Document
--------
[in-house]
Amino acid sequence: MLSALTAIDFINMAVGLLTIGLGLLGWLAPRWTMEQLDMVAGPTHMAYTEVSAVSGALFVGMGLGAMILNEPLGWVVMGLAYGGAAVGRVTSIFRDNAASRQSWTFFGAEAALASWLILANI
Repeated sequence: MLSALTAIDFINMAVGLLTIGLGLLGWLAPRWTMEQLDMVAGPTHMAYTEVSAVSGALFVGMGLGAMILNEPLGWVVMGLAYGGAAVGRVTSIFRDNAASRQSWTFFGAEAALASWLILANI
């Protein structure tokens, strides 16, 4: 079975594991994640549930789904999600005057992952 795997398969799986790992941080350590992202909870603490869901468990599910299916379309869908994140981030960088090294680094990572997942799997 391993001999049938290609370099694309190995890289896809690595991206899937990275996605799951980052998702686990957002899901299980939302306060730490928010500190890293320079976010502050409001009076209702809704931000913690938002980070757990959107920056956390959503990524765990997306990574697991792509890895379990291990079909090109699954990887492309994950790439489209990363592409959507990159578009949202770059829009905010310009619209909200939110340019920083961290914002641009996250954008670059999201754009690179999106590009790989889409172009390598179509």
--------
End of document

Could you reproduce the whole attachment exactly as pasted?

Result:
[in-house]
Amino acid sequence: MLSALTAIDFINMAVGLLTIGLGLLGWLAPRWTMEQLDMVAGPTHMAYTEVSAVSGALFVGMGLGAMILNEPLGWVVMGLAYGGAAVGRVTSIFRDNAASRQSWTFFGAEAALASWLILANI
Repeated sequence: MLSALTAIDFINMAVGLLTIGLGLLGWLAPRWTMEQLDMVAGPTHMAYTEVSAVSGALFVGMGLGAMILNEPLGWVVMGLAYGGAAVGRVTSIFRDNAASRQSWTFFGAEAALASWLILANI
């Protein structure tokens, strides 16, 4: 079975594991994640549930789904999600005057992952 795997398969799986790992941080350590992202909870603490869901468990599910299916379309869908994140981030960088090294680094990572997942799997 391993001999049938290609370099694309190995890289896809690595991206899937990275996605799951980052998702686990957002899901299980939302306060730490928010500190890293320079976010502050409001009076209702809704931000913690938002980070757990959107920056956390959503990524765990997306990574697991792509890895379990291990079909090109699954990887492309994950790439489209990363592409959507990159578009949202770059829009905010310009619209909200939110340019920083961290914002641009996250954008670059999201754009690179999106590009790989889409172009390598179509």